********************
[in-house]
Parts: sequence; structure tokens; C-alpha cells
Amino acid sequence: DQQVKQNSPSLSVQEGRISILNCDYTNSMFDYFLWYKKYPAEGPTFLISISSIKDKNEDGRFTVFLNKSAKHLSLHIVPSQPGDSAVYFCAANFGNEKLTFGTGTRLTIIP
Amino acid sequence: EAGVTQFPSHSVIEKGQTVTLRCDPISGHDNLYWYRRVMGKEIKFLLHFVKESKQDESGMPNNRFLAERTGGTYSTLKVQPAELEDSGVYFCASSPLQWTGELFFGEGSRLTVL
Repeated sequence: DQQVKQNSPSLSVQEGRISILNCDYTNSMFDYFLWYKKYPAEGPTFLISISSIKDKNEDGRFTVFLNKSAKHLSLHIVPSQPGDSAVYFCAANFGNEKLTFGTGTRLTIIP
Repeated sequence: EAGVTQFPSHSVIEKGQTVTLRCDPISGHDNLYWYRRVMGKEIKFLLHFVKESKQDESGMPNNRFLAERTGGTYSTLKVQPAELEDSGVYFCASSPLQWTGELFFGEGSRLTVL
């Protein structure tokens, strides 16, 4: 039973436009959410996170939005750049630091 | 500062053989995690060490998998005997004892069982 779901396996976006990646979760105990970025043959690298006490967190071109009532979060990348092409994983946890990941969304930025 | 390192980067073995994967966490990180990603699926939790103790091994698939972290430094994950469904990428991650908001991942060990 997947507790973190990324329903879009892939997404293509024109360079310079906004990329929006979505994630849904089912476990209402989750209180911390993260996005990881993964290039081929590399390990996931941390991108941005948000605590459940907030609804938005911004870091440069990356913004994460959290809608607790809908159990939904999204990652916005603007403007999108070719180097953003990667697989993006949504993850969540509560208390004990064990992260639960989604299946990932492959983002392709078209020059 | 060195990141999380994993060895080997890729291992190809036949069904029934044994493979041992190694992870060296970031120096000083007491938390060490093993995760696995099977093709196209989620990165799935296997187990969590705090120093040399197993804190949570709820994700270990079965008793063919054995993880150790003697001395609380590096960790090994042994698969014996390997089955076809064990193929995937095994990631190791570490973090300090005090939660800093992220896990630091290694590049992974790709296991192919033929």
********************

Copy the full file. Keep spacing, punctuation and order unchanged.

[in-house]
Parts: sequence; structure tokens; C-alpha cells
Amino acid sequence: DQQVKQNSPSLSVQEGRISILNCDYTNSMFDYFLWYKKYPAEGPTFLISISSIKDKNEDGRFTVFLNKSAKHLSLHIVPSQPGDSAVYFCAANFGNEKLTFGTGTRLTIIP
Amino acid sequence: EAGVTQFPSHSVIEKGQTVTLRCDPISGHDNLYWYRRVMGKEIKFLLHFVKESKQDESGMPNNRFLAERTGGTYSTLKVQPAELEDSGVYFCASSPLQWTGELFFGEGSRLTVL
Repeated sequence: DQQVKQNSPSLSVQEGRISILNCDYTNSMFDYFLWYKKYPAEGPTFLISISSIKDKNEDGRFTVFLNKSAKHLSLHIVPSQPGDSAVYFCAANFGNEKLTFGTGTRLTIIP
Repeated sequence: EAGVTQFPSHSVIEKGQTVTLRCDPISGHDNLYWYRRVMGKEIKFLLHFVKESKQDESGMPNNRFLAERTGGTYSTLKVQPAELEDSGVYFCASSPLQWTGELFFGEGSRLTVL
């Protein structure tokens, strides 16, 4: 039973436009959410996170939005750049630091 | 500062053989995690060490998998005997004892069982 779901396996976006990646979760105990970025043959690298006490967190071109009532979060990348092409994983946890990941969304930025 | 390192980067073995994967966490990180990603699926939790103790091994698939972290430094994950469904990428991650908001991942060990 997947507790973190990324329903879009892939997404293509024109360079310079906004990329929006979505994630849904089912476990209402989750209180911390993260996005990881993964290039081929590399390990996931941390991108941005948000605590459940907030609804938005911004870091440069990356913004994460959290809608607790809908159990939904999204990652916005603007403007999108070719180097953003990667697989993006949504993850969540509560208390004990064990992260639960989604299946990932492959983002392709078209020059 | 060195990141999380994993060895080997890729291992190809036949069904029934044994493979041992190694992870060296970031120096000083007491938390060490093993995760696995099977093709196209989620990165799935296997187990969590705090120093040399197993804190949570709820994700270990079965008793063919054995993880150790003697001395609380590096960790090994042994698969014996390997089955076809064990193929995937095994990631190791570490973090300090005090939660800093992220896990630091290694590049992974790709296991192919033929």